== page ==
As the everyday family lives of children and young people come to be increasingly defined as matters of public policy and concern, it is important to raise the question of how we can understand the contested terrain between ‘normal’ family troubles and troubled and troubling families. This edited collection is the outcome of a two-day colloquium held in London, in July 2010, to promote dialogue between researchers addressing mainstream family change and diversity in everyday lives, and those specialising in specific problems that prompt professional interventions, and to consider the implications for policymakers, service users and practitioners.
The Colloquium grew from the editors’ friendship and academic conversations over many years, through which we became aware of (and intrigued by) a practical divide that tends to occur – in terms of the conferences we attend, the networks we belong to, the questions that shape research and the literatures that are discussed in these various sites – between those social scientists researching and writing about changes in ‘mainstream’ family lives, and those researching and writing about family lives that are considered to be ‘problematic’ and subject to direct policy and professional interventions. Yet, much research on mainstream families incorporates data about how ‘troubles’ feature in the lives of research participants, although this may not appear in the main outputs of such studies. Similarly, applied research on troublesome family issues may incorporate data on how such family members experience the kinds of change and diversity addressed by ‘mainstream’ researchers and how they carry on, and ‘normalise’, their everyday lives in the context of trouble. For the Colloquium, we invited such researchers to take a fresh look at their data to explore how ‘troubles’ feature in ‘normal’ families, and how the ‘normal’ features in ‘troubled’ families. The response to our call for papers brought forward enthusiastic participants from across the globe, offering to address these questions by drawing on research on a wide range of substantive topics, including infant care, sibling conflict, divorce, parental bereavement, disability, illness, migration and asylum-seeking, substance misuse, violence, kinship care, and forced marriage.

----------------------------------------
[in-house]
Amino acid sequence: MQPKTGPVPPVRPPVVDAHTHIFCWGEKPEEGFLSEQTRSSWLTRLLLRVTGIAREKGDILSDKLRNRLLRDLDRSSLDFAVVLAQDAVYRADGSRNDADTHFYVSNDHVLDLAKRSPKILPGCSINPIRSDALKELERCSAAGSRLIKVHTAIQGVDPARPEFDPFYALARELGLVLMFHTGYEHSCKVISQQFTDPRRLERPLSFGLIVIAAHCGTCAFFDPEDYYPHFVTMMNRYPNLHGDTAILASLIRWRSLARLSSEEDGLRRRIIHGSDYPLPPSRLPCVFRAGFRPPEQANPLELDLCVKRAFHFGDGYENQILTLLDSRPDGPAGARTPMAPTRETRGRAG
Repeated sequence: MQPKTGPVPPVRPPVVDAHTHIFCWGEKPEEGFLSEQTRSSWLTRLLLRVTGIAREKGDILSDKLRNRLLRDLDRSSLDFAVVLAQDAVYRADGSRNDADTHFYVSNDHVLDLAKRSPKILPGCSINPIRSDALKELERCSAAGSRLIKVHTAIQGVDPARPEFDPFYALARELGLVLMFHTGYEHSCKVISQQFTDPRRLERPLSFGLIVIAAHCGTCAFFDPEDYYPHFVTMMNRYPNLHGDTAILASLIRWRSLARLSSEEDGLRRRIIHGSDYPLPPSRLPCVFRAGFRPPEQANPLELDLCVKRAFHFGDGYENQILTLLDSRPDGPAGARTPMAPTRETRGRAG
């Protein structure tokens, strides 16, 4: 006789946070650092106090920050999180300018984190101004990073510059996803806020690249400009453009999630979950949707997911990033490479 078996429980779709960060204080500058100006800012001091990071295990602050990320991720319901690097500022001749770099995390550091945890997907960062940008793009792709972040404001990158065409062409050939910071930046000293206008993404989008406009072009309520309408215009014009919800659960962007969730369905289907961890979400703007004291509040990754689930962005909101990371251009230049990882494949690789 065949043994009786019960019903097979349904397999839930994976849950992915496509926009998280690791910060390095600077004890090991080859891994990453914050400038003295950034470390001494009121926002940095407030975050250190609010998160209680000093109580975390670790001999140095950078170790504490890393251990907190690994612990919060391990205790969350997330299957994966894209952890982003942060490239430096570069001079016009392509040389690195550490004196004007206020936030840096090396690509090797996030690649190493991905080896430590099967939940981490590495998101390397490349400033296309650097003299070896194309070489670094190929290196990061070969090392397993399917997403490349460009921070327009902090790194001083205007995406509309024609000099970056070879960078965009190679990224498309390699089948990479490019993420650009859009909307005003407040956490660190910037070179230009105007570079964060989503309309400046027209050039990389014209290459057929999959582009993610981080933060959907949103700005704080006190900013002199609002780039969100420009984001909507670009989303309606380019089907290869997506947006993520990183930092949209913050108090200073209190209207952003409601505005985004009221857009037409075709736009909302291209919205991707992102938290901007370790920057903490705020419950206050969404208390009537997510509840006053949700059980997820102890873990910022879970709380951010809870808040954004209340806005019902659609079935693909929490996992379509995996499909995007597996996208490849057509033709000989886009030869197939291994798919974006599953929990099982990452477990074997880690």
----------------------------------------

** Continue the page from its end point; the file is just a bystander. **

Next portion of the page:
Key questions that we asked participants to consider included:
• If change (whether experienced suddenly or incrementally) is a ‘normal’ feature of family lives and the life course, at what point does it become experienced, or perceived, as troublesome, and why?